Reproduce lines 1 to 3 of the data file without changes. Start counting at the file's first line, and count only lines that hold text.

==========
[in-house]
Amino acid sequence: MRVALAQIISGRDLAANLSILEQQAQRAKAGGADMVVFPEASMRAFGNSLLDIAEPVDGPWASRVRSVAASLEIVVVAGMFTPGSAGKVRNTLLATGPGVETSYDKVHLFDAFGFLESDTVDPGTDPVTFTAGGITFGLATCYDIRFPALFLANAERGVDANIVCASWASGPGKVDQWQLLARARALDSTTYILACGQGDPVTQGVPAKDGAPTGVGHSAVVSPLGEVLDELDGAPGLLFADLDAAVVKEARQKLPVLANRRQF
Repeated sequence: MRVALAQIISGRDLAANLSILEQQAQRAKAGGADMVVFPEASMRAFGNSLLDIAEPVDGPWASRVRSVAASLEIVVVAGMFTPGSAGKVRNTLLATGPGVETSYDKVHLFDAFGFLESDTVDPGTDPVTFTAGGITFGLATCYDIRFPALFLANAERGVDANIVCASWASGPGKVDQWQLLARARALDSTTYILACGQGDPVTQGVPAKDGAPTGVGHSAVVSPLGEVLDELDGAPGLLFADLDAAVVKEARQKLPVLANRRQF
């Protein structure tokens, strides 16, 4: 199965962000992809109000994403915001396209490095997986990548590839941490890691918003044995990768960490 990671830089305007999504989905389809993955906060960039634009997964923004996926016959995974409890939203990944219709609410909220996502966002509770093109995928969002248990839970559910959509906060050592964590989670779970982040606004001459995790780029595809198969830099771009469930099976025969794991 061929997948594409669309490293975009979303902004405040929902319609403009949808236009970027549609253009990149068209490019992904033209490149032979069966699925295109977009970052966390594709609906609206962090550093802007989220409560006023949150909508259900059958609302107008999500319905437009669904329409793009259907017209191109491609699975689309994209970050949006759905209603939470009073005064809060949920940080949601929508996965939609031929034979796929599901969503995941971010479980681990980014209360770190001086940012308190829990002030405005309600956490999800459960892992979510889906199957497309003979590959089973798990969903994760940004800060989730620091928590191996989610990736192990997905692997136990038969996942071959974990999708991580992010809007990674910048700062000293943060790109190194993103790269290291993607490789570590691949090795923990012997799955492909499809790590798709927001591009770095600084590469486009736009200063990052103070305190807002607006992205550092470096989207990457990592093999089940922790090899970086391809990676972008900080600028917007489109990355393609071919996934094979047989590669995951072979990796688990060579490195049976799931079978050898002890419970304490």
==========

[in-house]
Amino acid sequence: MRVALAQIISGRDLAANLSILEQQAQRAKAGGADMVVFPEASMRAFGNSLLDIAEPVDGPWASRVRSVAASLEIVVVAGMFTPGSAGKVRNTLLATGPGVETSYDKVHLFDAFGFLESDTVDPGTDPVTFTAGGITFGLATCYDIRFPALFLANAERGVDANIVCASWASGPGKVDQWQLLARARALDSTTYILACGQGDPVTQGVPAKDGAPTGVGHSAVVSPLGEVLDELDGAPGLLFADLDAAVVKEARQKLPVLANRRQF
Repeated sequence: MRVALAQIISGRDLAANLSILEQQAQRAKAGGADMVVFPEASMRAFGNSLLDIAEPVDGPWASRVRSVAASLEIVVVAGMFTPGSAGKVRNTLLATGPGVETSYDKVHLFDAFGFLESDTVDPGTDPVTFTAGGITFGLATCYDIRFPALFLANAERGVDANIVCASWASGPGKVDQWQLLARARALDSTTYILACGQGDPVTQGVPAKDGAPTGVGHSAVVSPLGEVLDELDGAPGLLFADLDAAVVKEARQKLPVLANRRQF